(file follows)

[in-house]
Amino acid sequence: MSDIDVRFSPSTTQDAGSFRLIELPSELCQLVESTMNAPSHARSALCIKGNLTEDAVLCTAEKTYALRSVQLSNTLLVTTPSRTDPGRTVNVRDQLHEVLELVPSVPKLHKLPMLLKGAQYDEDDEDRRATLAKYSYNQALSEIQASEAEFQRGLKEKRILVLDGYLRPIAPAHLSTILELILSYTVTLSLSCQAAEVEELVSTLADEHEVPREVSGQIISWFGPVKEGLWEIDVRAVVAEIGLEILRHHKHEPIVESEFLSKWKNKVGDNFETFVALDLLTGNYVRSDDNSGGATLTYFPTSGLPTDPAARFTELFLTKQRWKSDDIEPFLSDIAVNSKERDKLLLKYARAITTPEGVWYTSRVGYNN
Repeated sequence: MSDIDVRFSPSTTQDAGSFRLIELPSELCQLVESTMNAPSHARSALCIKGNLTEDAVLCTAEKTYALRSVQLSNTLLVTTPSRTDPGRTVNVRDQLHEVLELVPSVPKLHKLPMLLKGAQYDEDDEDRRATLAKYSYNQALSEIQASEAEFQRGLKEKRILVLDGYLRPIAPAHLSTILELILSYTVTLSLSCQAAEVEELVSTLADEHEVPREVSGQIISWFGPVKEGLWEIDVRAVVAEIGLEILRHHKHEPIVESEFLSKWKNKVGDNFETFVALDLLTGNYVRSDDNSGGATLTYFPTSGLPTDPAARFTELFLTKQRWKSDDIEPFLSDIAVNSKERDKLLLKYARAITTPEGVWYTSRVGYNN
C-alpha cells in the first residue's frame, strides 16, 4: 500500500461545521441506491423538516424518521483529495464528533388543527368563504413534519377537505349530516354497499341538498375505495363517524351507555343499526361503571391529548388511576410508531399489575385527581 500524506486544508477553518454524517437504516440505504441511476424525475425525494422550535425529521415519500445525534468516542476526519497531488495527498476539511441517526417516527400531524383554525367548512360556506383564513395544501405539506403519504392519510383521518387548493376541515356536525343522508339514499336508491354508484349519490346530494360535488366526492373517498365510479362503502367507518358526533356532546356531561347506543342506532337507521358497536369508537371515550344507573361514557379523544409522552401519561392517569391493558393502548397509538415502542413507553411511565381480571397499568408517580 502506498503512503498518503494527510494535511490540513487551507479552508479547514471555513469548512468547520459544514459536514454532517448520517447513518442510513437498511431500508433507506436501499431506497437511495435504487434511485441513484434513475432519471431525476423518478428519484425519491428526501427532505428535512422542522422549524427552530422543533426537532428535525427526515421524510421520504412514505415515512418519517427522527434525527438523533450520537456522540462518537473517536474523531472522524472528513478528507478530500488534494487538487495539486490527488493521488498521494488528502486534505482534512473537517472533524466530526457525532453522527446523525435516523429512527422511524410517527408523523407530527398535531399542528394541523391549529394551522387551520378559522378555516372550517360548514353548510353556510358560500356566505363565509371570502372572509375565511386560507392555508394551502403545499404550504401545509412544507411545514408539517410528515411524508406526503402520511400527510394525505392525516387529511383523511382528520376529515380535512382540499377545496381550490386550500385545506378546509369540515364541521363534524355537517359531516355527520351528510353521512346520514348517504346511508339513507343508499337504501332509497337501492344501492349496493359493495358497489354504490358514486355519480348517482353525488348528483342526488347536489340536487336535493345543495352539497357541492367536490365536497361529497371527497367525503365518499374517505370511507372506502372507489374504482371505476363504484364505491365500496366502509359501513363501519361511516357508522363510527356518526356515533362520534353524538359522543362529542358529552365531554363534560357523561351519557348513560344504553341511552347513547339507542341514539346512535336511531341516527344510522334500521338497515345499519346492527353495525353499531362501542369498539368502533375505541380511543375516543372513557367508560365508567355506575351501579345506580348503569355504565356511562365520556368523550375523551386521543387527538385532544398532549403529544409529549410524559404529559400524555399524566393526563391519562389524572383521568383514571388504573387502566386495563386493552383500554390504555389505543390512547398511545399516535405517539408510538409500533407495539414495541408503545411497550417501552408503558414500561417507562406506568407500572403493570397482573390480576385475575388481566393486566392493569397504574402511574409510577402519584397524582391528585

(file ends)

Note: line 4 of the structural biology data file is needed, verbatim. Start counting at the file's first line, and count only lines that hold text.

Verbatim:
C-alpha cells in the first residue's frame, strides 16, 4: 500500500461545521441506491423538516424518521483529495464528533388543527368563504413534519377537505349530516354497499341538498375505495363517524351507555343499526361503571391529548388511576410508531399489575385527581 500524506486544508477553518454524517437504516440505504441511476424525475425525494422550535425529521415519500445525534468516542476526519497531488495527498476539511441517526417516527400531524383554525367548512360556506383564513395544501405539506403519504392519510383521518387548493376541515356536525343522508339514499336508491354508484349519490346530494360535488366526492373517498365510479362503502367507518358526533356532546356531561347506543342506532337507521358497536369508537371515550344507573361514557379523544409522552401519561392517569391493558393502548397509538415502542413507553411511565381480571397499568408517580 502506498503512503498518503494527510494535511490540513487551507479552508479547514471555513469548512468547520459544514459536514454532517448520517447513518442510513437498511431500508433507506436501499431506497437511495435504487434511485441513484434513475432519471431525476423518478428519484425519491428526501427532505428535512422542522422549524427552530422543533426537532428535525427526515421524510421520504412514505415515512418519517427522527434525527438523533450520537456522540462518537473517536474523531472522524472528513478528507478530500488534494487538487495539486490527488493521488498521494488528502486534505482534512473537517472533524466530526457525532453522527446523525435516523429512527422511524410517527408523523407530527398535531399542528394541523391549529394551522387551520378559522378555516372550517360548514353548510353556510358560500356566505363565509371570502372572509375565511386560507392555508394551502403545499404550504401545509412544507411545514408539517410528515411524508406526503402520511400527510394525505392525516387529511383523511382528520376529515380535512382540499377545496381550490386550500385545506378546509369540515364541521363534524355537517359531516355527520351528510353521512346520514348517504346511508339513507343508499337504501332509497337501492344501492349496493359493495358497489354504490358514486355519480348517482353525488348528483342526488347536489340536487336535493345543495352539497357541492367536490365536497361529497371527497367525503365518499374517505370511507372506502372507489374504482371505476363504484364505491365500496366502509359501513363501519361511516357508522363510527356518526356515533362520534353524538359522543362529542358529552365531554363534560357523561351519557348513560344504553341511552347513547339507542341514539346512535336511531341516527344510522334500521338497515345499519346492527353495525353499531362501542369498539368502533375505541380511543375516543372513557367508560365508567355506575351501579345506580348503569355504565356511562365520556368523550375523551386521543387527538385532544398532549403529544409529549410524559404529559400524555399524566393526563391519562389524572383521568383514571388504573387502566386495563386493552383500554390504555389505543390512547398511545399516535405517539408510538409500533407495539414495541408503545411497550417501552408503558414500561417507562406506568407500572403493570397482573390480576385475575388481566393486566392493569397504574402511574409510577402519584397524582391528585